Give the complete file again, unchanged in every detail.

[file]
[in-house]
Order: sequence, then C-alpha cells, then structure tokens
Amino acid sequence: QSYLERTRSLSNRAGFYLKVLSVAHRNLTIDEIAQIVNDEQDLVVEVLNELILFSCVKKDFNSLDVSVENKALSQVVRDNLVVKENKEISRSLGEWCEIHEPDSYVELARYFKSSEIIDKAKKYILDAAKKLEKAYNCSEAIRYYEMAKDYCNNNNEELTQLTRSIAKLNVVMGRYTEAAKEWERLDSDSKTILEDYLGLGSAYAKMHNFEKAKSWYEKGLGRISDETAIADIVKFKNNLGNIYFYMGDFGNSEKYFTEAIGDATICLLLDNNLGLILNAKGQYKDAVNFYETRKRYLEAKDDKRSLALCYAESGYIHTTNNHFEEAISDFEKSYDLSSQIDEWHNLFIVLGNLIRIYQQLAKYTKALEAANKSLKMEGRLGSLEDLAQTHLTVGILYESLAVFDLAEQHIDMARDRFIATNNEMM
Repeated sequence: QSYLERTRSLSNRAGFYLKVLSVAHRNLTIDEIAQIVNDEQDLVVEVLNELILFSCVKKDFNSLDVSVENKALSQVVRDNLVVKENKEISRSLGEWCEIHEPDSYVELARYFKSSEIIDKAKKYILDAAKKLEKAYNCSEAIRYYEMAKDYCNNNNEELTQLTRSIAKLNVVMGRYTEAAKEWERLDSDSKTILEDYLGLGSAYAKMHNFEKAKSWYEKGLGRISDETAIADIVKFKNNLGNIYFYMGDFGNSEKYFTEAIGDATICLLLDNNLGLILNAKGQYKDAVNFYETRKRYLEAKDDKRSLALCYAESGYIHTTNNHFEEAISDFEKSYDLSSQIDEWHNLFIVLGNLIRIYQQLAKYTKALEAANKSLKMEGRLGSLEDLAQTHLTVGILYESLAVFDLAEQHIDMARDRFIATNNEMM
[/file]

[in-house]
Order: sequence, then C-alpha cells, then structure tokens
Amino acid sequence: QSYLERTRSLSNRAGFYLKVLSVAHRNLTIDEIAQIVNDEQDLVVEVLNELILFSCVKKDFNSLDVSVENKALSQVVRDNLVVKENKEISRSLGEWCEIHEPDSYVELARYFKSSEIIDKAKKYILDAAKKLEKAYNCSEAIRYYEMAKDYCNNNNEELTQLTRSIAKLNVVMGRYTEAAKEWERLDSDSKTILEDYLGLGSAYAKMHNFEKAKSWYEKGLGRISDETAIADIVKFKNNLGNIYFYMGDFGNSEKYFTEAIGDATICLLLDNNLGLILNAKGQYKDAVNFYETRKRYLEAKDDKRSLALCYAESGYIHTTNNHFEEAISDFEKSYDLSSQIDEWHNLFIVLGNLIRIYQQLAKYTKALEAANKSLKMEGRLGSLEDLAQTHLTVGILYESLAVFDLAEQHIDMARDRFIATNNEMM
Repeated sequence: QSYLERTRSLSNRAGFYLKVLSVAHRNLTIDEIAQIVNDEQDLVVEVLNELILFSCVKKDFNSLDVSVENKALSQVVRDNLVVKENKEISRSLGEWCEIHEPDSYVELARYFKSSEIIDKAKKYILDAAKKLEKAYNCSEAIRYYEMAKDYCNNNNEELTQLTRSIAKLNVVMGRYTEAAKEWERLDSDSKTILEDYLGLGSAYAKMHNFEKAKSWYEKGLGRISDETAIADIVKFKNNLGNIYFYMGDFGNSEKYFTEAIGDATICLLLDNNLGLILNAKGQYKDAVNFYETRKRYLEAKDDKRSLALCYAESGYIHTTNNHFEEAISDFEKSYDLSSQIDEWHNLFIVLGNLIRIYQQLAKYTKALEAANKSLKMEGRLGSLEDLAQTHLTVGILYESLAVFDLAEQHIDMARDRFIATNNEMM